Gentile found a home in Baltimore. Fans, who can sense indifference in players and detest it, loved Diamond Jim for his obvious competitive fire and also for his friendliness around town. At the time, Baltimore had a small-town atmosphere in which fans and players freely mixed as equals—many players lived close to Memorial Stadium and often walked to the games, chatting with fans along the way. The power hitting got him some national exposure also. “I got a Vitalis commercial and one for Grape Nuts with my two sons,” he said. “Also, there was a one-shot commercial for Marlboro that was just terrible. I didn’t even smoke.”

          Gentile made the All-Star team in 1960, 1961 and 1962. The first one was a thrill, even though he was somewhat overshadowed by the bigger names in the dugout. “[All-Star manager Casey] Stengel didn’t even know my name. He pointed when he wanted me to go in and said, ‘Get me that guy from Baltimore who swings so hard.’”

           May 9, 1961 Gentile entered the record books when he hit two grand slams in consecutive innings (the first and second) in Minnesota. The outburst even impressed his notoriously hard-to-impress manager. “Richards normally didn’t say anything, but when I came back to the dugout after the second one, he looked at me and said, ‘Son, I don’t think that’s ever been done.’” He finished the game with 9 RBIs and the Orioles won 13-5.

            Shortly after I talked to Gentile, I spoke to former Oriole pitchers Wes Stock and Chuck Estrada. Stock never got over the injustice of Gentile’s grand slam onslaught coming while Estrada was on the mound and not himself. “I roomed with Chuck Estrada,” Stock said. “I never let him forget that. How lucky can you get? He was up 9-0 after two innings. I told Gentile, ‘I could win 20 games if you hit two grand slams a game for me.’ But he never did. I hope Estrada sends Gentile a case of beer every year on the anniversary of that game to thank him.”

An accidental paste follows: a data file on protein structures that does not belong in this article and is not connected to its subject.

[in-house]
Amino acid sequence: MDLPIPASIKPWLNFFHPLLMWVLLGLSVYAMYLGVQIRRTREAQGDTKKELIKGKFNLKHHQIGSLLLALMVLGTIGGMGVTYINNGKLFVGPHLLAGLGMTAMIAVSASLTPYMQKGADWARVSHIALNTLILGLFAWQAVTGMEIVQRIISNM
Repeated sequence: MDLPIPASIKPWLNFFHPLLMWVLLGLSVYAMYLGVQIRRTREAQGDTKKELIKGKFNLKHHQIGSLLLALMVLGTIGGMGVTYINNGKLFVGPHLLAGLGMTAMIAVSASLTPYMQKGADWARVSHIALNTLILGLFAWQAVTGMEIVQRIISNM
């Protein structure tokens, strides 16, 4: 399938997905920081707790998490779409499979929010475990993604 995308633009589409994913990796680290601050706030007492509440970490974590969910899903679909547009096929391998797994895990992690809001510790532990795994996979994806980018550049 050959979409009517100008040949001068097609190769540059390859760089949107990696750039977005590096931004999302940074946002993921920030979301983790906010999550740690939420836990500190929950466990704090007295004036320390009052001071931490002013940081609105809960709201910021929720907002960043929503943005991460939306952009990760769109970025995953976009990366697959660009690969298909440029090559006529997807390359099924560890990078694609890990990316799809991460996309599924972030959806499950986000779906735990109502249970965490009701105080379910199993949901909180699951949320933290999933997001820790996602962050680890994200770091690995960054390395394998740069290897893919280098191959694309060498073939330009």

Whereas in 2014 a major leaguer hitting .288 with 37 home runs and 105 RBIs is rewarded with a 13-year, $325 million contract, Gentile was a bit more modestly compensated for his 1961 season of .302-47-141: he was given a $10,000 raise to $30,000. Oriole general manager Lee MacPhail generously told Gentile that he would have given him a $5,000 bonus if he had led the league in RBIs.

          In 2010, during a SABR check, it was discovered that Roger Maris had been wrongfully credited with an RBI in a game on July 5, 1961 when a run scored on an error. Maris had finished with 142 RBIs. When they officially changed it, Gentile became tied with Maris for the league lead with 141.  After the mistake was corrected, the story of the promised bonus resurfaced. In August of 2010, Gentile was invited to throw out the first pitch and participate in a ceremony before a game at Camden Yards. Andy MacPhail, Orioles President of baseball operations and grandson of Lee, presented the 76-year-old Gentile with an oversized check for $5,000 (Gentile was so excited to get the check that he forgot to throw out the first pitch). And so Jim Gentile became the first 76 year old to celebrate a major league RBI championship. It had been a long time in coming. But then, Jim Gentile was a man who knew how to wait.